Two major UK exhibitions of the 18th-century portraitist Jean-Étienne Liotard this year will boast around 40 fragile pastel works from seven European public collections and other lenders despite a “no fly rule” that effectively barred loans from the US.
Twenty years of conservation research have seen protocols drawn up for transporting the works in air ride suspension trucks “despite this reaction on the part of both public and private owners that you can’t move pastel”, says the curator MaryAnne Stevens.
Liotard, who flamboyantly styled himself as Le Peintre Turc after four years working in Istanbul, was one of the most popular portraitists of the 18th century, with subjects from an Ottoman grand vizier to Louis XV of France and Bonnie Prince Charlie. Pastel was the genre, he wrote in his autobiography, to which he was “most devoted”.
Liotard has largely dropped out of the popular eye. Stevens, celebrated for staging 70 exhibitions at London’s Royal Academy (RA) in her long career, says the goal is to reintroduce an artist “who was very distinguished in the 18th century and had an international career but has been seemingly forgotten to a wide audience”.
The Liotard exhibitions run to 13th September in Edinburgh, with 53 works, moving on in an expanded version, with 77 works, to the Royal Academy in London from 24 October to 31 January 2016.
Early pastel works in particular have long been considered vulnerable to losing their pigment if moved or jostled—though early on artists recognised that putting pastel under glass was one method of protecting them. “If you do it wrong, pastel is a very friable medium, and if it’s not been put on to a well-prepared ground, there’s a danger that the pastel chalk will fall off,” Stevens says.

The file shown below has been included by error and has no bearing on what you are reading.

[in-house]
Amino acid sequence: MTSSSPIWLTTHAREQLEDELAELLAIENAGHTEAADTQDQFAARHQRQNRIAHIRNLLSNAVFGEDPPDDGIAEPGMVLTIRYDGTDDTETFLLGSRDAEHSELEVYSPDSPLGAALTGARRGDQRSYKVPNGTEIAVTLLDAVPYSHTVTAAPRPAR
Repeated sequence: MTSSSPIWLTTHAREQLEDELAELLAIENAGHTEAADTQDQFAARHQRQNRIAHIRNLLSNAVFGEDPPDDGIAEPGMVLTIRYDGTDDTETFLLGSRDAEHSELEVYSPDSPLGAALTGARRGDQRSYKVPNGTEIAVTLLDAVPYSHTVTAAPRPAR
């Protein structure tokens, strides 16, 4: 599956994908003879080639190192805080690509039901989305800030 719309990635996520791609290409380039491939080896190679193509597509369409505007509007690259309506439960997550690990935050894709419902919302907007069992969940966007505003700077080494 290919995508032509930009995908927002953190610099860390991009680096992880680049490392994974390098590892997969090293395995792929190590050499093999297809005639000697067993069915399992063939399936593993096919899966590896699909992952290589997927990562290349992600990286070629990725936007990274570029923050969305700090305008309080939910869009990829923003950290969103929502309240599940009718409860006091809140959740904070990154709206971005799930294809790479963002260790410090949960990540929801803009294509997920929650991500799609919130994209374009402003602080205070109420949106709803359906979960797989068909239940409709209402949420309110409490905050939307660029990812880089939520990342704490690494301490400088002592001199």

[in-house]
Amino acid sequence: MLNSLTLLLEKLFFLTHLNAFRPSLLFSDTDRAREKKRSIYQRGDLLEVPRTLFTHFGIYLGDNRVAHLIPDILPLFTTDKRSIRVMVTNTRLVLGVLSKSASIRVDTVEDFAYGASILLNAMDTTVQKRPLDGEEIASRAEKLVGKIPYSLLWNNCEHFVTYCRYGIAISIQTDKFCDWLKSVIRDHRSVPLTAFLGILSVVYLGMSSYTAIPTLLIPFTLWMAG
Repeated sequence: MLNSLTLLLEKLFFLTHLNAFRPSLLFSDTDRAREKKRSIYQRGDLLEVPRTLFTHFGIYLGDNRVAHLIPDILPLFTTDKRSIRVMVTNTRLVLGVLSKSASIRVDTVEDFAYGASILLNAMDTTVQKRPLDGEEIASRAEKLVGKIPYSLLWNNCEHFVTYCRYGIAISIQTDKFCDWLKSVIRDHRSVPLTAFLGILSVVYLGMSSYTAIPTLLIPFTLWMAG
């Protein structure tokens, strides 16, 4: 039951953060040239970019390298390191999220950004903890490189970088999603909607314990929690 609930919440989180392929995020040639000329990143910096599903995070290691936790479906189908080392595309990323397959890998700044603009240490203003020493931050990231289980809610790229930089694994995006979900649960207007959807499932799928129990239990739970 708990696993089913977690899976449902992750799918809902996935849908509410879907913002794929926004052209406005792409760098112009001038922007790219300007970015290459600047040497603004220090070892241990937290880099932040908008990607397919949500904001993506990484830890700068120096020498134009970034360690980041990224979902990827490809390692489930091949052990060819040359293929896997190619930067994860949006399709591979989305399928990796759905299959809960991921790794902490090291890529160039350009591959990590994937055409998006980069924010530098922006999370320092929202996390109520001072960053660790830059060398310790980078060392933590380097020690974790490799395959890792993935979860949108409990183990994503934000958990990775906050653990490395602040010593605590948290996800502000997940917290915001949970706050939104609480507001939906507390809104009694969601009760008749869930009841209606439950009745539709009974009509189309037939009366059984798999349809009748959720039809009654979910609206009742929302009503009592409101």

It is known that Liotard used a fixative, but early formulas were jealously guarded. By the 19th century pastels were oilier, adhering better, and with fixatives widely used. But the 18th century forms had higher pigment content bound together with anything from gum arabic, to olive oil, honey, milk or even oatmeal gruel.
Research built up in the past 20 years, however, through major exhibitions on artists like Odilon Redon, Degas, and Manet, lead to an extensive protocol covering shipments and conservation.
“There have been large pastel exhibitions in the past, but what we have been able to achieve is to gain a very substantial number of loans, just under 40 pastels which is a fairly remarkable feat,” Stevens says. The RA’s Degas and the Ballet show included only 17 pastels— though Degas is known to have used layers of fixative as he built up his works.
Liotard loans are being brought in from Berlin, Vienna and Turin. But the no-fly rule— drawn up partly with experts at the Art Institute of Chicago— excluded two desirable Liotard works from the Getty Museum, which is building up a significant pastel collection. While Qatar offered two works from its Orientalist collection, those were excluded on grounds of cost.
Harriet Stratis, a senior research conservator at Chicago, said the no-fly rule was due more to the risks of loading and unloading than turbulence or landing jolts, she says.
“To take these works and subject them to cargo areas, getting them on the plane, getting them off the planes, it’s what happens on the ground in those airport situations that’s pretty frightening.”
The fragility of pastels was compounded when the paper was mounted on canvas as a technique to make them look closer to paintings, she adds.
Stevens says: “The point is you can move it but you have to be very conscious of the condition of the work you are proposing to move. I said all along throughout the negotiations for these loans, if there is the slightest thought that a pastel is fragile you just leave it, you don’t even touch it.”